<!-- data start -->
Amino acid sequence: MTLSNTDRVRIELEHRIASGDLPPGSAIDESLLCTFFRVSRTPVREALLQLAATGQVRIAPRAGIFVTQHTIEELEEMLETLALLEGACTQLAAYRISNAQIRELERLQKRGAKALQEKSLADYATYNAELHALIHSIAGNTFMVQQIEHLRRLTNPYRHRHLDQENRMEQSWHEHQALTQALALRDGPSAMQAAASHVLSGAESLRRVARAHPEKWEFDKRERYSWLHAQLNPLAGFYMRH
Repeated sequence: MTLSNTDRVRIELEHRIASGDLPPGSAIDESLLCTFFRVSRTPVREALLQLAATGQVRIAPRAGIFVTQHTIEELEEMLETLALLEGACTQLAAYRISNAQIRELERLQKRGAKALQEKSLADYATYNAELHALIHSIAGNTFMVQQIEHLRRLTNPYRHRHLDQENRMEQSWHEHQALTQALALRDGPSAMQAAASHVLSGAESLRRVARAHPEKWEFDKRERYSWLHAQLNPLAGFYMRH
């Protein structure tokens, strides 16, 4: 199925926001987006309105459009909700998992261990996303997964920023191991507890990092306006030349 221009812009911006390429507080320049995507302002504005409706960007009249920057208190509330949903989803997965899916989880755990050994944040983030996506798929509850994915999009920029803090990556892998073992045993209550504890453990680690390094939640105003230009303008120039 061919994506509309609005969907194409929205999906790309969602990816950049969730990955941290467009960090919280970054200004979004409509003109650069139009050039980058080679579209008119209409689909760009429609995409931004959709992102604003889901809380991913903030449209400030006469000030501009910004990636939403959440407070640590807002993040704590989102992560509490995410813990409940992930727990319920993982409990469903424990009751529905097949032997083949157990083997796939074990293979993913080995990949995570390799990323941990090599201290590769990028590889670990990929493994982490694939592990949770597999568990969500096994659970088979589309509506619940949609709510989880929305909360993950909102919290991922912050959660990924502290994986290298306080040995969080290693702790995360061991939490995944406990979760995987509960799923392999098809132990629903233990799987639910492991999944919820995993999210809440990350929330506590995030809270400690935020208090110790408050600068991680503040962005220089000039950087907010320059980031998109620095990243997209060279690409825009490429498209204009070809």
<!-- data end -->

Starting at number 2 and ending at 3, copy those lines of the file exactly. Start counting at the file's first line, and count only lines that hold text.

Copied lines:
Repeated sequence: MTLSNTDRVRIELEHRIASGDLPPGSAIDESLLCTFFRVSRTPVREALLQLAATGQVRIAPRAGIFVTQHTIEELEEMLETLALLEGACTQLAAYRISNAQIRELERLQKRGAKALQEKSLADYATYNAELHALIHSIAGNTFMVQQIEHLRRLTNPYRHRHLDQENRMEQSWHEHQALTQALALRDGPSAMQAAASHVLSGAESLRRVARAHPEKWEFDKRERYSWLHAQLNPLAGFYMRH
């Protein structure tokens, strides 16, 4: 199925926001987006309105459009909700998992261990996303997964920023191991507890990092306006030349 221009812009911006390429507080320049995507302002504005409706960007009249920057208190509330949903989803997965899916989880755990050994944040983030996506798929509850994915999009920029803090990556892998073992045993209550504890453990680690390094939640105003230009303008120039 061919994506509309609005969907194409929205999906790309969602990816950049969730990955941290467009960090919280970054200004979004409509003109650069139009050039980058080679579209008119209409689909760009429609995409931004959709992102604003889901809380991913903030449209400030006469000030501009910004990636939403959440407070640590807002993040704590989102992560509490995410813990409940992930727990319920993982409990469903424990009751529905097949032997083949157990083997796939074990293979993913080995990949995570390799990323941990090599201290590769990028590889670990990929493994982490694939592990949770597999568990969500096994659970088979589309509506619940949609709510989880929305909360993950909102919290991922912050959660990924502290994986290298306080040995969080290693702790995360061991939490995944406990979760995987509960799923392999098809132990629903233990799987639910492991999944919820995993999210809440990350929330506590995030809270400690935020208090110790408050600068991680503040962005220089000039950087907010320059980031998109620095990243997209060279690409825009490429498209204009070809």